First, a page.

6. Recycle paper bags and plastic cellophanes. I guess this is self-explanatory. Make the most of the lifespan of these stuff. Use them until they are near-rotten and can't hold nothing no more.
7. Buy products that support environmental organizations. I was pleased to find out that my favorite tissue roll supports an environmental organization, particularly, the Haribon Foundation. I will continue to patronize products that give back to the environment.
I know these are simple tips, and there are a lot more tips out there, and maybe you have heard these tips before. I, too, have heard of them before but I admit I need a lot of reminding. At least we all can start from here until all these will become our way of life. Until giving back to nature will be our way of life. After all, this is the only Mother Earth we got. Need I say more?
Tuesday, November 17, 2015
After my long and arduous journey on the road of Medicine, I passed my Diplomate Exam in Internal Medicine last March 2015.I thought it might be good to give back and share some tips to those currently taking on this very rocky road to becoming a certified internist.
First, approach the bull head on. That is the very first thing to do. Work on your mindset. Failure must not be an option. This is a fundamental step because this will fuel you up and motivate you to review for the exam - a task which is actually easier said than done.We have to admit that as we age, no matter how nerdy/studious/diligent we are, or no matter how nerdy/studious/diligent we believe ourselves to be, it just takes more and more effort to study compared when we were younger. I know that hurts but most of us are a few years shy of 30 when we take the diplomate exam, right? I say "most" because a modest percent are past the age of 30 already upon taking the exam.For one, let's admit it, your or our energy starts to dwindle. It may be harder to burn the midnight candle this time. All those 24-hour duties tantamount to sleep deprivation, poor food intake and nutrition, indescribable stress (and I mean stress in all aspects whether emotional, physical, or psychological aspect) must have taken their toll on your body. Just make sure to make it up by taking your vitamins, eating nutritious meals, and most importantly getting more than enough sleep to make up for sleep debt.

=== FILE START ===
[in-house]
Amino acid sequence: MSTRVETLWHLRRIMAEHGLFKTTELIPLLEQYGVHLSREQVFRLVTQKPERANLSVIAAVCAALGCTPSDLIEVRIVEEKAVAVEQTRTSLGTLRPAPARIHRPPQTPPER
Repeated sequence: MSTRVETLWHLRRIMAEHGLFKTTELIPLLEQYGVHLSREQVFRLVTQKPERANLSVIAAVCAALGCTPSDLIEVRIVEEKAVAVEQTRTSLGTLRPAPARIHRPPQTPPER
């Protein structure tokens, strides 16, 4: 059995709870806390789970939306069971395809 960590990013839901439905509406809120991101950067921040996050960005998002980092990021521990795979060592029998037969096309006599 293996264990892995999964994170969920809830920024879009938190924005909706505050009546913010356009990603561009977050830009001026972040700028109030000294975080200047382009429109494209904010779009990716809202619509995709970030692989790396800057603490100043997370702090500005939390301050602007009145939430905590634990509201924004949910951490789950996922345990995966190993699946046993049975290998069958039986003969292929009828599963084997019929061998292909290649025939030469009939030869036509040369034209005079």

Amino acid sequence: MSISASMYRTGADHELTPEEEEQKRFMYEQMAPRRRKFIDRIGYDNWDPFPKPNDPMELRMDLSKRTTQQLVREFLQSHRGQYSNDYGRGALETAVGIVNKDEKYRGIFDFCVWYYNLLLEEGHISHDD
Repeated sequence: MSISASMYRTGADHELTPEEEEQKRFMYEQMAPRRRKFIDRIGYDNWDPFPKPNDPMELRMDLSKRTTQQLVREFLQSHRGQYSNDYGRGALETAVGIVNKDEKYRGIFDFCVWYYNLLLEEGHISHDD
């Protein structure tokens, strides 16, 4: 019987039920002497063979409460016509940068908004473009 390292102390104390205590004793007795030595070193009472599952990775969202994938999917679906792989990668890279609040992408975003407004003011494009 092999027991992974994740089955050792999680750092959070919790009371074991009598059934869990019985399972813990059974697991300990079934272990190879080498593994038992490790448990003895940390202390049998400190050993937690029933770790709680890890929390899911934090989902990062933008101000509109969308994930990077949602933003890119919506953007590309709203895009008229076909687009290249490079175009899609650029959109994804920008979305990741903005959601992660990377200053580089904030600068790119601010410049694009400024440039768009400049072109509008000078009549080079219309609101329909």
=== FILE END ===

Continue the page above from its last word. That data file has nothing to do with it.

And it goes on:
Second, you are beset by a lot of distractions more than ever. By now, at least 50% if not a majority of examinees have a growing family which means attending to the kids - and okey, to the spouse - may be an additional chore to the already tall order to review for the boards. I even know of a fellow internist who was so pregnant and a few months away before her EDC when she was reviewing for the exam. But anyway, for those with kids already, the presence of the kids itself already poses a challenge because they are cuddle and hug magnets personified. They can easily lure you to set aside your Harrison's for a few minutes, then a few hours. You can't help it. Subconsciously, there might be the desire to make up for lost time too.
Definitely I am not going to tell you to stop all interactions with your loved ones. After all, your family is your source of strength, inspiration, love, and happiness. Just budget your time wisely. Sit down for review when the kids are sleeping or when the kids are in school, or when the spouse is at work.
For parental duties like sending and fetching them to school, helping them with their homework, and attending PTA meetings, I am sure you that you can count on your other half to help you in that department. I am sure the other half would be willing to help for the sake of world peace.